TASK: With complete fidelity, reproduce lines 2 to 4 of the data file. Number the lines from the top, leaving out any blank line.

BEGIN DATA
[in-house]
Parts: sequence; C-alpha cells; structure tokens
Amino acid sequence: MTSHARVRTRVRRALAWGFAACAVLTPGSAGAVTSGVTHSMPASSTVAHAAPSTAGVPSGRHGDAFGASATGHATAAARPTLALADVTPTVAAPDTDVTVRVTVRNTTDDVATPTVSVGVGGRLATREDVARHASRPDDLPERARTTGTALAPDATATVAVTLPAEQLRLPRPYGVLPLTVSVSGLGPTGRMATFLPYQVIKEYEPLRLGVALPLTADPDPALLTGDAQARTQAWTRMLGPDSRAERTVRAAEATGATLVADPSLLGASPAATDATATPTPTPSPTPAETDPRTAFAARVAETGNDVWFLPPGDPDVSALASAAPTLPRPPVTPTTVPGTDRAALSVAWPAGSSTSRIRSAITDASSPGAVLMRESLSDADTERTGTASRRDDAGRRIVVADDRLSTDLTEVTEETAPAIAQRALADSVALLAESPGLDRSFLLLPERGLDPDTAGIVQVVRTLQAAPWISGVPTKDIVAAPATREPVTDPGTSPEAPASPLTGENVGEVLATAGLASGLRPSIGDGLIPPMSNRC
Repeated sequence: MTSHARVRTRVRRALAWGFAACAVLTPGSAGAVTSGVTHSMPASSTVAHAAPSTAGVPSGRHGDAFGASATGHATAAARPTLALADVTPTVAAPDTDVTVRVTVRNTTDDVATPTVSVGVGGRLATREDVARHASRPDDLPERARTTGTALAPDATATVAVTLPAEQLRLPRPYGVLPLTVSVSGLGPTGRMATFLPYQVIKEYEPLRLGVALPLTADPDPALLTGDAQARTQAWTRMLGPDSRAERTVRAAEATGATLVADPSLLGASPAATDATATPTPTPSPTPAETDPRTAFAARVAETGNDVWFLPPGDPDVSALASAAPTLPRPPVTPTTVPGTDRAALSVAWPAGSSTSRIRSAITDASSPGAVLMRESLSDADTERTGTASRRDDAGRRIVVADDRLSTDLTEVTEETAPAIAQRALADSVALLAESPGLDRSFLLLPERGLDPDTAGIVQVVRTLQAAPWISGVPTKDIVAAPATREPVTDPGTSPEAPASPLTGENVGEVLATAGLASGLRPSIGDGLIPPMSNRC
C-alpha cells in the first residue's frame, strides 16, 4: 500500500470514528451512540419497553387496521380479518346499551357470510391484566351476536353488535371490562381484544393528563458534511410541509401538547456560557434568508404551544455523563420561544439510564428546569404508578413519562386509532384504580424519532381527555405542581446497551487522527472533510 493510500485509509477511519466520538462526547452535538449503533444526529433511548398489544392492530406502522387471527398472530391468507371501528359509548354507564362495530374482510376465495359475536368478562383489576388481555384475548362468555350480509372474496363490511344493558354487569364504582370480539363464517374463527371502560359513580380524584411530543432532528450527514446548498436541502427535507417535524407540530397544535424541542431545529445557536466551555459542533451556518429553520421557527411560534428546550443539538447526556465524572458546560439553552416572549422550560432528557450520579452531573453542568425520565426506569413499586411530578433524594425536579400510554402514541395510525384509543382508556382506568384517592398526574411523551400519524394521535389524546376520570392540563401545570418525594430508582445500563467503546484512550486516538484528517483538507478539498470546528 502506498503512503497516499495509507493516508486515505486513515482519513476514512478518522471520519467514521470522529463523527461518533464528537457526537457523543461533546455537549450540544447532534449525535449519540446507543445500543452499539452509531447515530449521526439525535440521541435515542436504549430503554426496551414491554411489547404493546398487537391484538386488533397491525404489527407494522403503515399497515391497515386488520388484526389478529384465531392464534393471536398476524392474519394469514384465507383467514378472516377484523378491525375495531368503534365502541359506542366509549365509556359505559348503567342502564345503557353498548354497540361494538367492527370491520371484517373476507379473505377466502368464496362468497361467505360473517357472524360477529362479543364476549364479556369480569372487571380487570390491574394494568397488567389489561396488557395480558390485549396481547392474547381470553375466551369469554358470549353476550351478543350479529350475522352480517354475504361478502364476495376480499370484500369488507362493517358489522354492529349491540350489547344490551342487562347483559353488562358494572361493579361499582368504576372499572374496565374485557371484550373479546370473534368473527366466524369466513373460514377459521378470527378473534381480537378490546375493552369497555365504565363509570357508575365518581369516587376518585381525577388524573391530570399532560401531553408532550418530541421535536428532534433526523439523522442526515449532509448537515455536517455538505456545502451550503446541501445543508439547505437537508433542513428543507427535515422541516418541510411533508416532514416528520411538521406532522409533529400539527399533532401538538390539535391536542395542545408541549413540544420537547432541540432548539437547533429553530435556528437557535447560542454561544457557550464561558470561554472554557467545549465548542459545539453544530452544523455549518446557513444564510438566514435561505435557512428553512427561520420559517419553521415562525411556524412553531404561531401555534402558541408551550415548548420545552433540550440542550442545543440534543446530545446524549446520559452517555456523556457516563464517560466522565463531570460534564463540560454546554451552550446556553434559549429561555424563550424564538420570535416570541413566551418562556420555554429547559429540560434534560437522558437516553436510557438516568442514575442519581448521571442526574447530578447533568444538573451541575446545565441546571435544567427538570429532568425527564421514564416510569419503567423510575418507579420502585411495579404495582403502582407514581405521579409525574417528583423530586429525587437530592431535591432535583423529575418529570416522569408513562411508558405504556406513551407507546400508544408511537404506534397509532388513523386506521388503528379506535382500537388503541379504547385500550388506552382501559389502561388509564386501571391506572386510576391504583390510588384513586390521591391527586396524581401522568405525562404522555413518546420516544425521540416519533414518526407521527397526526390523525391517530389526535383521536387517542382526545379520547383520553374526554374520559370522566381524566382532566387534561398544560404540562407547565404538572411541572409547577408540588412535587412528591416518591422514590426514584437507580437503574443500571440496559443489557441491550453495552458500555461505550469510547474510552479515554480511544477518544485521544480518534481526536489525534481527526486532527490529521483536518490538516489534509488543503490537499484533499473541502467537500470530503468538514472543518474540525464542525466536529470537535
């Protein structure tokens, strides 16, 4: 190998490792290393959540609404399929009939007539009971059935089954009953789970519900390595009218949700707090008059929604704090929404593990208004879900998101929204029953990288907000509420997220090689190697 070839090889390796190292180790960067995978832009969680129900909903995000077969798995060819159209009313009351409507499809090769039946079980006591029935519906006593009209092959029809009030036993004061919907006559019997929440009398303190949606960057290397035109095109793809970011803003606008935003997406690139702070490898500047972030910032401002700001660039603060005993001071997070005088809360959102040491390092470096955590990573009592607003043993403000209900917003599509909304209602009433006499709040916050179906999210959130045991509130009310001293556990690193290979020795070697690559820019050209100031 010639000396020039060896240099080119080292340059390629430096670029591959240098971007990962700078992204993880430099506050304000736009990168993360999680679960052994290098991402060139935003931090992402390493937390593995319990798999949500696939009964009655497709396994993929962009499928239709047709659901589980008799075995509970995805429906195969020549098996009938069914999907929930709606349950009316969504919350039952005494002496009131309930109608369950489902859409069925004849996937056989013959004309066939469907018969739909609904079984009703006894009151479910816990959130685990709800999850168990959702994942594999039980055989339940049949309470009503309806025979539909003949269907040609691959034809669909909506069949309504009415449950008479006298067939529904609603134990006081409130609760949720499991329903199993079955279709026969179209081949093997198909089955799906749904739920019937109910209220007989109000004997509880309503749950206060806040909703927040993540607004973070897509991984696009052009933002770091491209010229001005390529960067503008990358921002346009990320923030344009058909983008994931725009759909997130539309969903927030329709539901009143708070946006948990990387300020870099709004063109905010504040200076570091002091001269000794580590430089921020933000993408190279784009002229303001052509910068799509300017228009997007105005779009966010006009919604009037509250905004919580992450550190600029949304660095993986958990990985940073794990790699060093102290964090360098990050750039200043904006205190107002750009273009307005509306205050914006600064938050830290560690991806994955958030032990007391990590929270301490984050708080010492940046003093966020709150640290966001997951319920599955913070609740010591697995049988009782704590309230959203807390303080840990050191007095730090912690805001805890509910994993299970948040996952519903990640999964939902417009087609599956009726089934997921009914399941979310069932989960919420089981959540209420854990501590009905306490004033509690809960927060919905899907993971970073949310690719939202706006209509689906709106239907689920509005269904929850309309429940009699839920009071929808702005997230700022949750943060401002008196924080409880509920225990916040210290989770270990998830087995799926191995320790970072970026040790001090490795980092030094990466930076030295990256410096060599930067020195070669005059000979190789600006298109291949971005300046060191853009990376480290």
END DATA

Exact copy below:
Parts: sequence; C-alpha cells; structure tokens
Amino acid sequence: MTSHARVRTRVRRALAWGFAACAVLTPGSAGAVTSGVTHSMPASSTVAHAAPSTAGVPSGRHGDAFGASATGHATAAARPTLALADVTPTVAAPDTDVTVRVTVRNTTDDVATPTVSVGVGGRLATREDVARHASRPDDLPERARTTGTALAPDATATVAVTLPAEQLRLPRPYGVLPLTVSVSGLGPTGRMATFLPYQVIKEYEPLRLGVALPLTADPDPALLTGDAQARTQAWTRMLGPDSRAERTVRAAEATGATLVADPSLLGASPAATDATATPTPTPSPTPAETDPRTAFAARVAETGNDVWFLPPGDPDVSALASAAPTLPRPPVTPTTVPGTDRAALSVAWPAGSSTSRIRSAITDASSPGAVLMRESLSDADTERTGTASRRDDAGRRIVVADDRLSTDLTEVTEETAPAIAQRALADSVALLAESPGLDRSFLLLPERGLDPDTAGIVQVVRTLQAAPWISGVPTKDIVAAPATREPVTDPGTSPEAPASPLTGENVGEVLATAGLASGLRPSIGDGLIPPMSNRC
Repeated sequence: MTSHARVRTRVRRALAWGFAACAVLTPGSAGAVTSGVTHSMPASSTVAHAAPSTAGVPSGRHGDAFGASATGHATAAARPTLALADVTPTVAAPDTDVTVRVTVRNTTDDVATPTVSVGVGGRLATREDVARHASRPDDLPERARTTGTALAPDATATVAVTLPAEQLRLPRPYGVLPLTVSVSGLGPTGRMATFLPYQVIKEYEPLRLGVALPLTADPDPALLTGDAQARTQAWTRMLGPDSRAERTVRAAEATGATLVADPSLLGASPAATDATATPTPTPSPTPAETDPRTAFAARVAETGNDVWFLPPGDPDVSALASAAPTLPRPPVTPTTVPGTDRAALSVAWPAGSSTSRIRSAITDASSPGAVLMRESLSDADTERTGTASRRDDAGRRIVVADDRLSTDLTEVTEETAPAIAQRALADSVALLAESPGLDRSFLLLPERGLDPDTAGIVQVVRTLQAAPWISGVPTKDIVAAPATREPVTDPGTSPEAPASPLTGENVGEVLATAGLASGLRPSIGDGLIPPMSNRC